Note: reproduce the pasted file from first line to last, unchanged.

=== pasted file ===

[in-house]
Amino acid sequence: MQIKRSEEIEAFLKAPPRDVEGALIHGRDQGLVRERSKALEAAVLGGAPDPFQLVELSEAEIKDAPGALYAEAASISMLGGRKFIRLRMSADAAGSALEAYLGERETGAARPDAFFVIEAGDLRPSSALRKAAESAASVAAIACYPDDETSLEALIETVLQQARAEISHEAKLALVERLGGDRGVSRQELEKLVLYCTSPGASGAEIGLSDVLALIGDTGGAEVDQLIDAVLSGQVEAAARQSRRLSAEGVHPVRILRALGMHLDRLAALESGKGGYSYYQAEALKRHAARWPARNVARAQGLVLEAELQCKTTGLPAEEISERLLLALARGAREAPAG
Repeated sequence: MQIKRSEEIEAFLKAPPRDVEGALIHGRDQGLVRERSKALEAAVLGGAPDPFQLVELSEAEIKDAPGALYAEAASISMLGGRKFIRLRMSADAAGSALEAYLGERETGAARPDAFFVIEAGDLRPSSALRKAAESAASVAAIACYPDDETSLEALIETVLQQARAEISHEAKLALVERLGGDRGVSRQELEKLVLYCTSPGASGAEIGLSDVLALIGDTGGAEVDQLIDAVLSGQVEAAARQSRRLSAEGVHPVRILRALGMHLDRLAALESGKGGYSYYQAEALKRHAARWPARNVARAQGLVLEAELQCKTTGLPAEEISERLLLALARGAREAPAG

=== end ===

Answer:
[in-house]
Amino acid sequence: MQIKRSEEIEAFLKAPPRDVEGALIHGRDQGLVRERSKALEAAVLGGAPDPFQLVELSEAEIKDAPGALYAEAASISMLGGRKFIRLRMSADAAGSALEAYLGERETGAARPDAFFVIEAGDLRPSSALRKAAESAASVAAIACYPDDETSLEALIETVLQQARAEISHEAKLALVERLGGDRGVSRQELEKLVLYCTSPGASGAEIGLSDVLALIGDTGGAEVDQLIDAVLSGQVEAAARQSRRLSAEGVHPVRILRALGMHLDRLAALESGKGGYSYYQAEALKRHAARWPARNVARAQGLVLEAELQCKTTGLPAEEISERLLLALARGAREAPAG
Repeated sequence: MQIKRSEEIEAFLKAPPRDVEGALIHGRDQGLVRERSKALEAAVLGGAPDPFQLVELSEAEIKDAPGALYAEAASISMLGGRKFIRLRMSADAAGSALEAYLGERETGAARPDAFFVIEAGDLRPSSALRKAAESAASVAAIACYPDDETSLEALIETVLQQARAEISHEAKLALVERLGGDRGVSRQELEKLVLYCTSPGASGAEIGLSDVLALIGDTGGAEVDQLIDAVLSGQVEAAARQSRRLSAEGVHPVRILRALGMHLDRLAALESGKGGYSYYQAEALKRHAARWPARNVARAQGLVLEAELQCKTTGLPAEEISERLLLALARGAREAPAG